In general, I will focus on the simple case, on which an individual either does or does not have true belief about some particular fact F. Obviously, there could be cases in which an individual has contradictory beliefs about the same fact F, such that they believe both that F and that not-F. This could happen either from irrationality, confusion, or from cases in which an individual’s beliefs are sensitive to particular presentations or descriptions of the fact in question (e.g. someone might believe that some particular frog lacks moral status while believing that some particular prince has moral status, without realizing that the frog is the prince). There are cases in this vein which can raise interesting problems, but I will leave them aside for the purposes of simplifying the discussion here.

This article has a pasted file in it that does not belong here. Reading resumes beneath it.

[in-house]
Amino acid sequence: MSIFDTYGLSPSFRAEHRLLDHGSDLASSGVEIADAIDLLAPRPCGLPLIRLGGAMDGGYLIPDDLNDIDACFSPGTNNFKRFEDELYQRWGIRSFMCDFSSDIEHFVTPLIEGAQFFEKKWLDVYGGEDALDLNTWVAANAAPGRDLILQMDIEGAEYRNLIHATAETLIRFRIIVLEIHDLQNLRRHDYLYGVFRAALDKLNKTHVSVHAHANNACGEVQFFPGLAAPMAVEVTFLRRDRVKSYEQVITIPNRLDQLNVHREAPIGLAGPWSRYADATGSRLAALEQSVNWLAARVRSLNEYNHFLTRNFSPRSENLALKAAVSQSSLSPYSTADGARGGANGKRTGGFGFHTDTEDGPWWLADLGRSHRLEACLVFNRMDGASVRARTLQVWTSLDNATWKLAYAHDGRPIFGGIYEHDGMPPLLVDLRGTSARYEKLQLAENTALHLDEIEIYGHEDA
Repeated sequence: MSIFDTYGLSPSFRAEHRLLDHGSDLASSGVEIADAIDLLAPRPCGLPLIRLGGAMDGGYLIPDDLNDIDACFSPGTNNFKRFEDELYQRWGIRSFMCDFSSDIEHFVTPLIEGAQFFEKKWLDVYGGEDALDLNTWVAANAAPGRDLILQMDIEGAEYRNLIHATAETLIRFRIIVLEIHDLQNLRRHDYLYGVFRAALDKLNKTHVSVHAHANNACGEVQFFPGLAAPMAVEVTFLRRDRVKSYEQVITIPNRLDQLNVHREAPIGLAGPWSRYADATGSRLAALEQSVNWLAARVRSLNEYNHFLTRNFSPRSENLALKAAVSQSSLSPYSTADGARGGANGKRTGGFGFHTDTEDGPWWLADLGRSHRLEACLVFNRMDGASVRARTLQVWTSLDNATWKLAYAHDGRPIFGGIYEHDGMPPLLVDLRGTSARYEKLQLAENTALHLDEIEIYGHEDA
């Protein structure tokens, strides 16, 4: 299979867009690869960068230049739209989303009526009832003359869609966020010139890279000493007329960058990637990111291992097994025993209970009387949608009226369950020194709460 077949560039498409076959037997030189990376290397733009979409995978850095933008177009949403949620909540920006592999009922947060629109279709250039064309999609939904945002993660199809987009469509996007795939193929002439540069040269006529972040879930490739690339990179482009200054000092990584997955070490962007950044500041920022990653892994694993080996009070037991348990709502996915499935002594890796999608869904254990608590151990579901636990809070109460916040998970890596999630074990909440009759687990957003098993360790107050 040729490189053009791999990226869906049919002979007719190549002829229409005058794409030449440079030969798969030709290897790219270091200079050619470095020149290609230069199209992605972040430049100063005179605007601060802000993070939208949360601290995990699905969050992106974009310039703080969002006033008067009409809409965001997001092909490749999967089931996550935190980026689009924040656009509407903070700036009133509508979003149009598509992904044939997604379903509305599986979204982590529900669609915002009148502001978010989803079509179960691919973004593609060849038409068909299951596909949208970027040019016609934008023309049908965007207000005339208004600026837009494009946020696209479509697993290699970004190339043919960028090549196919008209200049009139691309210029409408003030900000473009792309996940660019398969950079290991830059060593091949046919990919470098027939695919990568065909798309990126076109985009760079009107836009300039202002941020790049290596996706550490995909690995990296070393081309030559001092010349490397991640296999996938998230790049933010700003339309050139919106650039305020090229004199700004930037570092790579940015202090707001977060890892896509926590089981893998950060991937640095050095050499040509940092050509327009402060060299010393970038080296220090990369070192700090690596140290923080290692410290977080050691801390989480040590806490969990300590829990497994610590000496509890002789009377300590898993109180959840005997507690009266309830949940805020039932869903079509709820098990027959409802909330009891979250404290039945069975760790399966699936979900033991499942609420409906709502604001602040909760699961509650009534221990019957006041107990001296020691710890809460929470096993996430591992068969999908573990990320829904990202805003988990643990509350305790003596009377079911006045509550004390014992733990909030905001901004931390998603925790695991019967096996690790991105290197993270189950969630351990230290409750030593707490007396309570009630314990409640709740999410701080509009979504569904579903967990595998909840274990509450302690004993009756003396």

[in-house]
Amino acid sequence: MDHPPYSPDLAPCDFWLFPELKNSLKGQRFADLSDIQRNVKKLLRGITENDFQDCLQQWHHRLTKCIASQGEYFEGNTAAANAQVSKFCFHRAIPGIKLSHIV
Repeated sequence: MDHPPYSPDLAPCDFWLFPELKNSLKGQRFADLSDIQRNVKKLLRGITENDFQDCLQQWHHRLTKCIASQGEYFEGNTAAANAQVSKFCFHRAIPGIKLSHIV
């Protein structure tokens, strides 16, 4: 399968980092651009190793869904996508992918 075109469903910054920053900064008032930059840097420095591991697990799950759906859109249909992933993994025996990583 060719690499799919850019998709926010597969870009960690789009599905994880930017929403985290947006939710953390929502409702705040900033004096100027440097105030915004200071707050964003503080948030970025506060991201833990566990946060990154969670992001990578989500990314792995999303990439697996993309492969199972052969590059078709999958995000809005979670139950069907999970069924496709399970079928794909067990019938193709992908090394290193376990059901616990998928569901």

Roughly, and without wanting to take a stand regarding the metaphysics of beliefs, one has an implicit belief that p if one believes p, but non-occurently, and if one’s mind does not possess an explicit representation with that content. I might, for example, only implicitly believe things like the following: that there isn’t a koala bear in the tree outside my window, that I couldn’t name all the countries in the world, that I do no one moral injury by pressing the spacebar on my keyboard (of course, I come to explicitly believe all these things after coming up with the examples). Most important, for our purposes, is the fact that people have not brought their implicit beliefs under conscious scrutiny.